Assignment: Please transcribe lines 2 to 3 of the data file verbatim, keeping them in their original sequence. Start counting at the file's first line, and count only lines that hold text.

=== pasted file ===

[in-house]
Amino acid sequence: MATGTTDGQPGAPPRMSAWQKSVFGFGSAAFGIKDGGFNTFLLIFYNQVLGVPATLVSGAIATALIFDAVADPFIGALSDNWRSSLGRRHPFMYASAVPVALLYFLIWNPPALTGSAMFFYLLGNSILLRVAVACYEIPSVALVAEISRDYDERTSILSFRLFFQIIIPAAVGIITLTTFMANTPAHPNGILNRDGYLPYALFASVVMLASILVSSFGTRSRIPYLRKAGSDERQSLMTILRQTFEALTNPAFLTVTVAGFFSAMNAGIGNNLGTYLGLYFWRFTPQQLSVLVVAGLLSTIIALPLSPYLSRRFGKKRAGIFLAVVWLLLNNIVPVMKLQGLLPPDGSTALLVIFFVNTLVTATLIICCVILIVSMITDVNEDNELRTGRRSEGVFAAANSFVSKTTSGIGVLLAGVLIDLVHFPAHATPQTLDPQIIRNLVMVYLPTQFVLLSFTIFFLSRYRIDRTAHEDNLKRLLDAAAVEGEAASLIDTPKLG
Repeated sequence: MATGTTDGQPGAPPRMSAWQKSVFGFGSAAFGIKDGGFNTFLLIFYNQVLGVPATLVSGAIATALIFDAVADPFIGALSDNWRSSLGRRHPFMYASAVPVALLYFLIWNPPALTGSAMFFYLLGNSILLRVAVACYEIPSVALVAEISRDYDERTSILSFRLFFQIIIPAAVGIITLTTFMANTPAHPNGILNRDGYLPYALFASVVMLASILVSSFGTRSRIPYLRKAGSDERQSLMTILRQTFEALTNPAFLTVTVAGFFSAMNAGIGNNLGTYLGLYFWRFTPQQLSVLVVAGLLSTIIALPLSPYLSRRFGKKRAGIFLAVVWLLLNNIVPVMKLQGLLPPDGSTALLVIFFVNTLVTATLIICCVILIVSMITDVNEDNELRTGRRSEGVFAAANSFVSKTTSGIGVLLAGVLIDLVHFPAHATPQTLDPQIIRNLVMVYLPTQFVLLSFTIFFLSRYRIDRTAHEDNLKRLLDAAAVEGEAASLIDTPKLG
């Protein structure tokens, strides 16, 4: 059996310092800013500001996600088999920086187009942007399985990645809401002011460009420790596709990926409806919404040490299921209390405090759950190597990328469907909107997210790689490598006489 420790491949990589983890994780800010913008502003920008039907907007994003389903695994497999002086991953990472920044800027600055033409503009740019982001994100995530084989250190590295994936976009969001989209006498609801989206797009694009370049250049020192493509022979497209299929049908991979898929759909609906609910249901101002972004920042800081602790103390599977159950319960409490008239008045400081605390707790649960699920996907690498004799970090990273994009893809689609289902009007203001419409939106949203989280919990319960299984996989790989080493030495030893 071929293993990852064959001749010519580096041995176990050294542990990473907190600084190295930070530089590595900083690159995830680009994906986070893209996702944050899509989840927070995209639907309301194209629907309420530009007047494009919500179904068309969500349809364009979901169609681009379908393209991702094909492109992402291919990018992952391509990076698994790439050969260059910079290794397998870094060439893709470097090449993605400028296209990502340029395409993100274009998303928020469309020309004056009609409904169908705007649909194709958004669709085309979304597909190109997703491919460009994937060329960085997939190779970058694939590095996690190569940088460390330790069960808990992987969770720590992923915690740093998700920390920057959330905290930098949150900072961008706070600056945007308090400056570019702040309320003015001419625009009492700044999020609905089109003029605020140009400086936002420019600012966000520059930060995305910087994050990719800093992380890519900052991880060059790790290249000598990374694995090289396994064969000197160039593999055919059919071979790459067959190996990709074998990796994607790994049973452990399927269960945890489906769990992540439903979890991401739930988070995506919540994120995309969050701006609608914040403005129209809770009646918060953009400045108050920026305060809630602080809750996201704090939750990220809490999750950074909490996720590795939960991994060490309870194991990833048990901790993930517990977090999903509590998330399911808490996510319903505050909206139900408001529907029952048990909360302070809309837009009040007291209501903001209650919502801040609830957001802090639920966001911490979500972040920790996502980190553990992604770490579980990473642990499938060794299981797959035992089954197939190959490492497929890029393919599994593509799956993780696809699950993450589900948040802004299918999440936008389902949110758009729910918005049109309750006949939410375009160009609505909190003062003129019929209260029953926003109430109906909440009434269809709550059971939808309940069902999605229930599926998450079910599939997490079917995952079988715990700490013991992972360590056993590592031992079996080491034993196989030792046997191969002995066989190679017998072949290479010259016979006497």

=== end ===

Amino acid sequence: MATGTTDGQPGAPPRMSAWQKSVFGFGSAAFGIKDGGFNTFLLIFYNQVLGVPATLVSGAIATALIFDAVADPFIGALSDNWRSSLGRRHPFMYASAVPVALLYFLIWNPPALTGSAMFFYLLGNSILLRVAVACYEIPSVALVAEISRDYDERTSILSFRLFFQIIIPAAVGIITLTTFMANTPAHPNGILNRDGYLPYALFASVVMLASILVSSFGTRSRIPYLRKAGSDERQSLMTILRQTFEALTNPAFLTVTVAGFFSAMNAGIGNNLGTYLGLYFWRFTPQQLSVLVVAGLLSTIIALPLSPYLSRRFGKKRAGIFLAVVWLLLNNIVPVMKLQGLLPPDGSTALLVIFFVNTLVTATLIICCVILIVSMITDVNEDNELRTGRRSEGVFAAANSFVSKTTSGIGVLLAGVLIDLVHFPAHATPQTLDPQIIRNLVMVYLPTQFVLLSFTIFFLSRYRIDRTAHEDNLKRLLDAAAVEGEAASLIDTPKLG
Repeated sequence: MATGTTDGQPGAPPRMSAWQKSVFGFGSAAFGIKDGGFNTFLLIFYNQVLGVPATLVSGAIATALIFDAVADPFIGALSDNWRSSLGRRHPFMYASAVPVALLYFLIWNPPALTGSAMFFYLLGNSILLRVAVACYEIPSVALVAEISRDYDERTSILSFRLFFQIIIPAAVGIITLTTFMANTPAHPNGILNRDGYLPYALFASVVMLASILVSSFGTRSRIPYLRKAGSDERQSLMTILRQTFEALTNPAFLTVTVAGFFSAMNAGIGNNLGTYLGLYFWRFTPQQLSVLVVAGLLSTIIALPLSPYLSRRFGKKRAGIFLAVVWLLLNNIVPVMKLQGLLPPDGSTALLVIFFVNTLVTATLIICCVILIVSMITDVNEDNELRTGRRSEGVFAAANSFVSKTTSGIGVLLAGVLIDLVHFPAHATPQTLDPQIIRNLVMVYLPTQFVLLSFTIFFLSRYRIDRTAHEDNLKRLLDAAAVEGEAASLIDTPKLG